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Environments 2018, 5(1), 11; https://doi.org/10.3390/environments5010011

Article
Pervious Concrete as an Environmental Solution for Pavements: Focus on Key Properties
Faculty of Civil Engineering, Technical University of Košice, 042 00 Košice, Slovakia
*
Author to whom correspondence should be addressed.
Received: 29 November 2017 / Accepted: 8 January 2018 / Published: 9 January 2018

Abstract

:
Pervious concrete is considered to be an advanced pavement material in terms of the environmental benefits arising from its basic feature—high water-permeability. This paper presents the results of experimental work that is aimed at testing technically important properties of pervious concrete prepared with three different water-to-cement ratios. The following properties of pervious concrete were tested—compressive and splitting tensile strength, unit weight at dry conditions, void content, and permeability. The mix proportions were expected to have the same volume of cement paste, and, to obtain the same 20% void content for all of the samples. The results show that changes of water-to-cement ratio from 0.35 to 0.25 caused only slight differences in strength characteristics. Arising tendency was found in the case of compressive strength and a decreasing tendency in the case of splitting tensile strength. The hydraulic conductivity ranged from 10.2 mm/s to 7.5 mm/s. The values of both the unit weight and void content were also analysed to compare the theoretical (calculated) values and real experiment results. A fairly good agreement was reached in the case of mixtures with 0.35 and 0.30 water-to-cement ratios, while minor differences were found in the case of 0.25 ratio. Finally, a very tight correlation was found between void content, hydraulic conductivity, and compressive strength.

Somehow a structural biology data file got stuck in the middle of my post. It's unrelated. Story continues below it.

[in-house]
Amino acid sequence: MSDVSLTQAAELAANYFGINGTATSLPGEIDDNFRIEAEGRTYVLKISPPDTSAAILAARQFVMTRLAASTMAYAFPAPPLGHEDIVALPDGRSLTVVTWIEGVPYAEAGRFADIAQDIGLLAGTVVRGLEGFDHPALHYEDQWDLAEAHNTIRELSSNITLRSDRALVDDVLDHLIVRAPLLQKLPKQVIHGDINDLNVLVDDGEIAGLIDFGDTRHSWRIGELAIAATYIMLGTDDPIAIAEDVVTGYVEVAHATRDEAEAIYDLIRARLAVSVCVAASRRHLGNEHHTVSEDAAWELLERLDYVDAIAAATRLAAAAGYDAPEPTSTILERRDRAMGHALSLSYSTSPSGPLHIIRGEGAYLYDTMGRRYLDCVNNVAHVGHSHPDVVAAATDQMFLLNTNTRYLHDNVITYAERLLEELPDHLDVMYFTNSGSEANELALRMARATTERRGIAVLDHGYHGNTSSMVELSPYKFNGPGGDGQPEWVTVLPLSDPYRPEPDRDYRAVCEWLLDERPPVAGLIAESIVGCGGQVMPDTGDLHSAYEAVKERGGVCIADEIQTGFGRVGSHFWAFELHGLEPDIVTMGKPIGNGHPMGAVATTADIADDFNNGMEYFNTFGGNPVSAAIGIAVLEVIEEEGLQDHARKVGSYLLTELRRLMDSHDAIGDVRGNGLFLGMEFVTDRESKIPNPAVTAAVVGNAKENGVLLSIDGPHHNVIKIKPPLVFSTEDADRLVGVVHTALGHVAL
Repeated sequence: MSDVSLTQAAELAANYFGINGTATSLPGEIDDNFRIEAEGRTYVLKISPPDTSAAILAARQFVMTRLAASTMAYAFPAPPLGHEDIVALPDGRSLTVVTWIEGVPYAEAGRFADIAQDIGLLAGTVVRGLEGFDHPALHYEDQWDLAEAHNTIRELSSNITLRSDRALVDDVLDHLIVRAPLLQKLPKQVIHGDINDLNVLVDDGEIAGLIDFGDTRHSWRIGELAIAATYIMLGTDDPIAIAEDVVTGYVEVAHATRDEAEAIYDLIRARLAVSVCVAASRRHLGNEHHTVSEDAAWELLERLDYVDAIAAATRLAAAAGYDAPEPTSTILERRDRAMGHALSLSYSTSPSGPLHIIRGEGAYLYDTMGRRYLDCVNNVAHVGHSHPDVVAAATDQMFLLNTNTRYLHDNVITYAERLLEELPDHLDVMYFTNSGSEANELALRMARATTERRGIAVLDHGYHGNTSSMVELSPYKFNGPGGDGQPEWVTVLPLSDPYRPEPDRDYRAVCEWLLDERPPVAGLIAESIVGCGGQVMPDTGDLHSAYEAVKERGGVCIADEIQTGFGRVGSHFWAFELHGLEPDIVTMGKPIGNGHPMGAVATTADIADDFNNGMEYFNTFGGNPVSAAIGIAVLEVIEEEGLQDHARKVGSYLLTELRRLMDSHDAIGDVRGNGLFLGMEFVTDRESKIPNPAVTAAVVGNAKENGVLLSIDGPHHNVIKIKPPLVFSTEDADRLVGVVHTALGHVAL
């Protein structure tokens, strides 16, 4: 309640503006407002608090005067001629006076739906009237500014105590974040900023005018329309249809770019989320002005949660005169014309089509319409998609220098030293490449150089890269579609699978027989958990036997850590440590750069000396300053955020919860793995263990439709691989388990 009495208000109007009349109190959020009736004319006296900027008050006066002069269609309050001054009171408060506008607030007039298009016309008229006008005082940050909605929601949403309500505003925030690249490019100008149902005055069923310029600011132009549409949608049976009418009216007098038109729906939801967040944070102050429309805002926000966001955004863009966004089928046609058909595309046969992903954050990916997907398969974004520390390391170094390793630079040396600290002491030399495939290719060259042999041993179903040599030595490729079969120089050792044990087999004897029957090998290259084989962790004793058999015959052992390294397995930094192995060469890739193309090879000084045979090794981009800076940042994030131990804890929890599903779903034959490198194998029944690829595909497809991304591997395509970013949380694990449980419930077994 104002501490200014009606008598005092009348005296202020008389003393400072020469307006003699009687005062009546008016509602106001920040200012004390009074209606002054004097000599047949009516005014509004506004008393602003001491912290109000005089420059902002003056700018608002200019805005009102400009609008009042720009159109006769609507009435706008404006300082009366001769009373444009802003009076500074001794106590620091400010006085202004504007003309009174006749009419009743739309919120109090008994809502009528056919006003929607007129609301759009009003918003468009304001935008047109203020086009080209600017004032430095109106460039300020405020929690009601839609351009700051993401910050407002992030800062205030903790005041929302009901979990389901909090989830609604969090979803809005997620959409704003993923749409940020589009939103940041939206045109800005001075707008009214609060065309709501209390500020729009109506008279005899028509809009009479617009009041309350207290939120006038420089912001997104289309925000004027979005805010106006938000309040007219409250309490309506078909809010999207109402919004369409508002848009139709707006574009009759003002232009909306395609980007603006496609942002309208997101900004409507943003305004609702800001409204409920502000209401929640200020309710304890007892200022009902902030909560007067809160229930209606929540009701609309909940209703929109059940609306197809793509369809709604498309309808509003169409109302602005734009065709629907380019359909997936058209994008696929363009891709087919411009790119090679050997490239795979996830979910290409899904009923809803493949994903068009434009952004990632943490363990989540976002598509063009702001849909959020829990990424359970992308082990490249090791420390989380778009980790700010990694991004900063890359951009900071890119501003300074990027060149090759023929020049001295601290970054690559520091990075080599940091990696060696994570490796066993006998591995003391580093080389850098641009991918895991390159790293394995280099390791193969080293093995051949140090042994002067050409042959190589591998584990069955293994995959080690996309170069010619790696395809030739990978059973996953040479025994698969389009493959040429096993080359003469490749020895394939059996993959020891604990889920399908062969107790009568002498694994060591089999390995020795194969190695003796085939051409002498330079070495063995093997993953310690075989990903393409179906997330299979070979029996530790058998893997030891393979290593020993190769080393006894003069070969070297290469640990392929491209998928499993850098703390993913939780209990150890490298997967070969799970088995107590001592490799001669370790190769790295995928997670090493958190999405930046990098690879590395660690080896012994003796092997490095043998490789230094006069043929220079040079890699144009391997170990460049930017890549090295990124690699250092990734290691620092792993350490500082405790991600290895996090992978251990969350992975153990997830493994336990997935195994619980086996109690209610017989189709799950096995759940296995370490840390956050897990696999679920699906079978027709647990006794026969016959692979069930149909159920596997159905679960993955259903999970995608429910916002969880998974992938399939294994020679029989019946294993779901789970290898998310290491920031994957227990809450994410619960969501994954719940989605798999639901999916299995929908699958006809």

Keywords:
pervious concrete; water to cement ratio; strength; hydraulic conductivity; void content

1. Introduction